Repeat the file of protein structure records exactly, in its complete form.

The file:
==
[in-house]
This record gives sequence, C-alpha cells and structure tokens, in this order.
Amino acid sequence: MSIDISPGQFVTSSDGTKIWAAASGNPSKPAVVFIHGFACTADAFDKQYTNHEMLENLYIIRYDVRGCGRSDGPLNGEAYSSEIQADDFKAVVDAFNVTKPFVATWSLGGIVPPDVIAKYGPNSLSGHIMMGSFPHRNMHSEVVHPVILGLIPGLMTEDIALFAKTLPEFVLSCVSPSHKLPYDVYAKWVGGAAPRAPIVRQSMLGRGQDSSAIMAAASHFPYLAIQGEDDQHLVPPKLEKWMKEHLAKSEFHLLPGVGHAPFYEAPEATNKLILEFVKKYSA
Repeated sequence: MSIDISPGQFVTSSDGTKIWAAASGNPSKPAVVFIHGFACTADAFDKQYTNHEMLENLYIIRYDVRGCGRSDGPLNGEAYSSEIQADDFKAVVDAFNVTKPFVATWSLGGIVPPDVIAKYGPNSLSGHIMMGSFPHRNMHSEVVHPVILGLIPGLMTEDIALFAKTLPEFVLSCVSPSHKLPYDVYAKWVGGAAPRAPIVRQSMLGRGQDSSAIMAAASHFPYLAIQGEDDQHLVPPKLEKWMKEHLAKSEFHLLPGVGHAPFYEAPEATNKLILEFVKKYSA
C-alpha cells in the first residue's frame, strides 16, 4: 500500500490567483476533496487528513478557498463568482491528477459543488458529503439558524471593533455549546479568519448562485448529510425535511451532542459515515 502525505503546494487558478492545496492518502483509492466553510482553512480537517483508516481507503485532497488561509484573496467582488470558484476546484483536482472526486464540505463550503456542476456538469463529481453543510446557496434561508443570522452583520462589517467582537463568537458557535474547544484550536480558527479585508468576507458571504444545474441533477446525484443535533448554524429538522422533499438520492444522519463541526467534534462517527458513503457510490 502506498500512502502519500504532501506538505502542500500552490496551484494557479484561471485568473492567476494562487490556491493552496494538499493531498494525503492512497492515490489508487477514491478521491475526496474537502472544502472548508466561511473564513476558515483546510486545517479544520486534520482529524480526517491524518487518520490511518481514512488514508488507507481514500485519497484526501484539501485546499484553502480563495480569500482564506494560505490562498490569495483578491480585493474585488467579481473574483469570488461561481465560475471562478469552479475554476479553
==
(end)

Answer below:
[in-house]
This record gives sequence, C-alpha cells and structure tokens, in this order.
Amino acid sequence: MSIDISPGQFVTSSDGTKIWAAASGNPSKPAVVFIHGFACTADAFDKQYTNHEMLENLYIIRYDVRGCGRSDGPLNGEAYSSEIQADDFKAVVDAFNVTKPFVATWSLGGIVPPDVIAKYGPNSLSGHIMMGSFPHRNMHSEVVHPVILGLIPGLMTEDIALFAKTLPEFVLSCVSPSHKLPYDVYAKWVGGAAPRAPIVRQSMLGRGQDSSAIMAAASHFPYLAIQGEDDQHLVPPKLEKWMKEHLAKSEFHLLPGVGHAPFYEAPEATNKLILEFVKKYSA
Repeated sequence: MSIDISPGQFVTSSDGTKIWAAASGNPSKPAVVFIHGFACTADAFDKQYTNHEMLENLYIIRYDVRGCGRSDGPLNGEAYSSEIQADDFKAVVDAFNVTKPFVATWSLGGIVPPDVIAKYGPNSLSGHIMMGSFPHRNMHSEVVHPVILGLIPGLMTEDIALFAKTLPEFVLSCVSPSHKLPYDVYAKWVGGAAPRAPIVRQSMLGRGQDSSAIMAAASHFPYLAIQGEDDQHLVPPKLEKWMKEHLAKSEFHLLPGVGHAPFYEAPEATNKLILEFVKKYSA
C-alpha cells in the first residue's frame, strides 16, 4: 500500500490567483476533496487528513478557498463568482491528477459543488458529503439558524471593533455549546479568519448562485448529510425535511451532542459515515 502525505503546494487558478492545496492518502483509492466553510482553512480537517483508516481507503485532497488561509484573496467582488470558484476546484483536482472526486464540505463550503456542476456538469463529481453543510446557496434561508443570522452583520462589517467582537463568537458557535474547544484550536480558527479585508468576507458571504444545474441533477446525484443535533448554524429538522422533499438520492444522519463541526467534534462517527458513503457510490 502506498500512502502519500504532501506538505502542500500552490496551484494557479484561471485568473492567476494562487490556491493552496494538499493531498494525503492512497492515490489508487477514491478521491475526496474537502472544502472548508466561511473564513476558515483546510486545517479544520486534520482529524480526517491524518487518520490511518481514512488514508488507507481514500485519497484526501484539501485546499484553502480563495480569500482564506494560505490562498490569495483578491480585493474585488467579481473574483469570488461561481465560475471562478469552479475554476479553